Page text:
Bacaro - The Veneto Comes to NY

by Michael Tucker
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bacaroWe ate some wonderful Venetian bar food at Bacaro last week. Tucked away on adorable Division Street that runs on a slant between Chinatown and the Lower East Side, Bacaro unwinds down the stairway from the busy bar to the brick vaulted dining spaces below.

Dining in Venice can often be disappointing because so many of its restaurants are shamless tourist traps. It’s been that way since before the Renaissance. It’s the only town I’ve been to in Italy where there are more bad restaurants than good. But the crafty gourmand can eschew restaurants completely and eat and drink quite well in the many wine bars around town. They serve snacks on little plates — cichetti — along with a small glass of wine Venetians call un ombra, a shadow. I think the reference is to the art of taking the edge off the day.

Bacaro celebrates this particular style of Venetian eating and drinking — it’s bar food, but a bar with a very good kitchen in the back.

Sardines in saor is the classic cichetti. Bacaro’s version with its sweet and sour sauce napping the fried sardines and wine-soaked raisins makes your mouth immediately call for another glass of Verdicchio. The same with the spicy fried meatballs, which I mistook for fried olives on first taste. That shows what an educated palate I have.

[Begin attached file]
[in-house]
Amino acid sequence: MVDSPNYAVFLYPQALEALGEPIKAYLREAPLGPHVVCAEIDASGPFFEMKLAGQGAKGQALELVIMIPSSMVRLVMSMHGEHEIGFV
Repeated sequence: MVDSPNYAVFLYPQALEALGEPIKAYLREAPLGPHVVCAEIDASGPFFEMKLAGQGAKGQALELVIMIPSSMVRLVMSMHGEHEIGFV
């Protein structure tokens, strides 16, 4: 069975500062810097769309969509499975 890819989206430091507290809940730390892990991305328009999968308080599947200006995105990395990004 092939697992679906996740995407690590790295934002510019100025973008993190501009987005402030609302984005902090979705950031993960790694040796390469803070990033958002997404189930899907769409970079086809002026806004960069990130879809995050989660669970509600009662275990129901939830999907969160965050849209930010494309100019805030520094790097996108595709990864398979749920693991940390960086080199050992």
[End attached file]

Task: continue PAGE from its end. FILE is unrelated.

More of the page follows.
bacarospaghetti-neroBut whatever the hell they were, I couldn’t stop popping them into my mouth.

Along came a plate of spaghetti nero — pasta with cuttlefish ink — that Bacaro presents with a coddled egg on top.

I rarely order inky pasta because it’s usually too salty for my taste, but Bacaro’s cuttlefishes squirt out a milder version than most of the octopi I’ve encountered. I found this dish the best of this genre I’ve come across.

Others in our group had to wrestle the plate from me.

Baked razor clams were another highlight, as was the fritto misto, as was the grilled shrimp over polenta. We have to go back so I get a crack at the fried oysters.

BACARO: 136 Division St New York, NY 10002 / (212) 941-5060

Michael Tucker is an actor and author whose recent novel is "After Annie."  He writes about his love of food on his blog Notes from a Culinary Wasteland.

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